On first listen, I found this album both overblown and cheesy. Consider the structure of the song “Fix You”:
- A verse, all about someone at the end of their rope and how the singer’s going to reach out and help them, sung in Chris Martin’s trademark falsetto with aery organ accompaniment.
- Second verse sung to same, with acoustic guitar strumming with increasing energy, leading to:
- Drums! Electric guitar! A big wall o’ sound playing the same riff over and over and over again.
- Both verses, this time sung by approximately twenty Chris Martins in unison with wall o’ sound accompaniment.
- The first verse, again, this time in Chris Martin’s trademark quiet voice, with subdued regular piano.
That’s it. That’s the song. Basically one melody and a guitar riff, played on slightly different instruments, quiet then LOUD then quiet. Fini.
And yet, dang it, it grew on me. The whole album grew on me. It almost never happens, in books or in film, that an initial judgment of something as “cheesy” ever gets replaced in one’s mind. You can come to like something that you found too slow at first, or too cerebral, or even too predictable. But too cheesy? Rarely. And yet, in music, this has happened to me time and again. The stuff gets under your skin. It seduces you.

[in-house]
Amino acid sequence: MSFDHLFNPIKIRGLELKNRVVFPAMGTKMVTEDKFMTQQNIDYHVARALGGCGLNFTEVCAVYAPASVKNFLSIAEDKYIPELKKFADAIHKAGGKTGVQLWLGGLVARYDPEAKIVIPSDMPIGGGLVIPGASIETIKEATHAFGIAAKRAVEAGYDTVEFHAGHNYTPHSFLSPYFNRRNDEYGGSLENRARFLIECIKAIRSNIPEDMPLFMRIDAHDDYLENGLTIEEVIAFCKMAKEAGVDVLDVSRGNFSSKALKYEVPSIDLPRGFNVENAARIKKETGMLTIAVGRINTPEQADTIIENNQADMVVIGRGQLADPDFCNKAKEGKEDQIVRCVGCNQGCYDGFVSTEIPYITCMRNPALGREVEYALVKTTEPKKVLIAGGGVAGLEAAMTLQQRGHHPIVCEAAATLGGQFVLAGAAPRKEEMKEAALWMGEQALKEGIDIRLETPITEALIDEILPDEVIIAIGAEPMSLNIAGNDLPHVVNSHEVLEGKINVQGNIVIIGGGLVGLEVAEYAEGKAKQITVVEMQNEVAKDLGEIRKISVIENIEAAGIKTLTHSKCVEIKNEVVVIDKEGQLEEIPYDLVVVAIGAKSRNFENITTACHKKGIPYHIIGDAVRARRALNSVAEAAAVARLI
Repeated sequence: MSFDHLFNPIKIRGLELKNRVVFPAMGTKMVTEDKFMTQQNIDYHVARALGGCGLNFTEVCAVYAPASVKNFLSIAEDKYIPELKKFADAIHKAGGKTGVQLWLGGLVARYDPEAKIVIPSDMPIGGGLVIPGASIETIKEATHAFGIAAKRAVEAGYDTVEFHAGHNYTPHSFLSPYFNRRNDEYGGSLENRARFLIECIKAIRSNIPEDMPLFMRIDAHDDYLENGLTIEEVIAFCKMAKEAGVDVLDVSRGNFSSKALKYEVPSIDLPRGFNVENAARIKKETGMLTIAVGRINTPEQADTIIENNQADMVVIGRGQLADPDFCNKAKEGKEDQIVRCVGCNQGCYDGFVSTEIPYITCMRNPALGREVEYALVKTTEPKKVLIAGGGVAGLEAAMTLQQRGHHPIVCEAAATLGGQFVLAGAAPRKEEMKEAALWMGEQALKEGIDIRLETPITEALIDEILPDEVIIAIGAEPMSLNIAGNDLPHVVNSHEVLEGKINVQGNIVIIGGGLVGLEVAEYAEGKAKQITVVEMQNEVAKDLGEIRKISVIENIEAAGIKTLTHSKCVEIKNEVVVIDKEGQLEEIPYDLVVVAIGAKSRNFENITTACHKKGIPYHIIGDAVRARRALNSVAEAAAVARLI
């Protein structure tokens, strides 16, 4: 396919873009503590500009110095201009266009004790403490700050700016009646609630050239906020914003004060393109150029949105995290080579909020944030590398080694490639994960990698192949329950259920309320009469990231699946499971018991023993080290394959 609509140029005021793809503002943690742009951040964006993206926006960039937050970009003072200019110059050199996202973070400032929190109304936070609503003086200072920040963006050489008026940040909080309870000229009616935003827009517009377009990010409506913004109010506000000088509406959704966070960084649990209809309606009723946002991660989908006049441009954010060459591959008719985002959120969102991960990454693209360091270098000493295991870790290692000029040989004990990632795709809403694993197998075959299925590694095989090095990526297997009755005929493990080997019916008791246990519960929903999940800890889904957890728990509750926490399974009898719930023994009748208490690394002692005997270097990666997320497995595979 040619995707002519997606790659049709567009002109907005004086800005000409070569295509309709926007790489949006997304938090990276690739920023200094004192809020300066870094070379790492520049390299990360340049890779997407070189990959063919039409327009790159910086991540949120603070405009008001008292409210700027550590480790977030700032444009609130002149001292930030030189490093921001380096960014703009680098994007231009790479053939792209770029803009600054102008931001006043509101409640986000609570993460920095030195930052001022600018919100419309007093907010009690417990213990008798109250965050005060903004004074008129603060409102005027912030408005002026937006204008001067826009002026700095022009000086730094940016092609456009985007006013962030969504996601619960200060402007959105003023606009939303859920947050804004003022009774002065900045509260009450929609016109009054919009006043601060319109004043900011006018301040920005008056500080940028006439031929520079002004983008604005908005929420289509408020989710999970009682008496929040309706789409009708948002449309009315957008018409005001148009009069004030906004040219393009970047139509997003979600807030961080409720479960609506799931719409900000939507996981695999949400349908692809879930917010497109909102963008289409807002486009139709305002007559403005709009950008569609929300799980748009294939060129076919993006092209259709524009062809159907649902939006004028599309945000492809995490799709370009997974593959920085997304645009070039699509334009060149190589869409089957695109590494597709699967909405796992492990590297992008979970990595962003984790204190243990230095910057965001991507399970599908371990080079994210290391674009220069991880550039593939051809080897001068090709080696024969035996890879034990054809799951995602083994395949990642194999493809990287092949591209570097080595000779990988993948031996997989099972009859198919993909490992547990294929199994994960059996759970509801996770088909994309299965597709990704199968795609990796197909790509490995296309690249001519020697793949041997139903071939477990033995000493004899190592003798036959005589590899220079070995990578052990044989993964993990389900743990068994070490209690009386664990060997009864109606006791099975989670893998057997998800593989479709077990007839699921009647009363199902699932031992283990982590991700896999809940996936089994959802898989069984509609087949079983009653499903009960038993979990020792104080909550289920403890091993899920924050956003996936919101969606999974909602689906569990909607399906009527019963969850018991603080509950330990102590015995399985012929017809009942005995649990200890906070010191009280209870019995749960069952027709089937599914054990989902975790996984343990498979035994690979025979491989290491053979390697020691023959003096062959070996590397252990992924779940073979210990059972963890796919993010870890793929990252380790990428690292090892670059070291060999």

X&Y is no Rush of Blood to the Head, but it’s a solid album, and proof that Coldplay still has a subtle magic that will carry them far. In one of those “is Coldplay the best band in the universe?” interviews I read somewhere, when asked if he thought if his band was better than Radiohead, Chris Martin said: “No. But we will be.” I’m skeptical, but nevertheless: good luck, guys.
The Killers, Hot Fuss
It’s from last year, but I’m forever playing catch-up with music these days. This is the album that has finally unseated American Idiot in the highly-competetive “Stuff Nate Plays Really Loud When Driving Alone” slot. Average number of times that I listen to “All These Things That I Have Done” in a row: 2. Record number of times: 5. Great song. The band seems a little bit like a transplant from the 80’s—probably because of those synthesizers—but had they actually been around back then we wouldn’t need to be as embarrassed by that decade’s music.
The White Stripes, Get Behind Me Satan
If someone had told me beforehand that in the Stripes’ next album, Jack White would set aside his guitar in favor of a piano and a marimba, for Pete’s sake, I would have said “Ah. This is it. Convinced he can do no wrong, Jack White has decided to go all gonzo on us. He’s done gone and jumped the shark.”
So now it’s official, I guess: Jack White can do no wrong. Get Behind Me Satan is awesome in a thousand unpredictable ways. The White Stripes rock the whole world.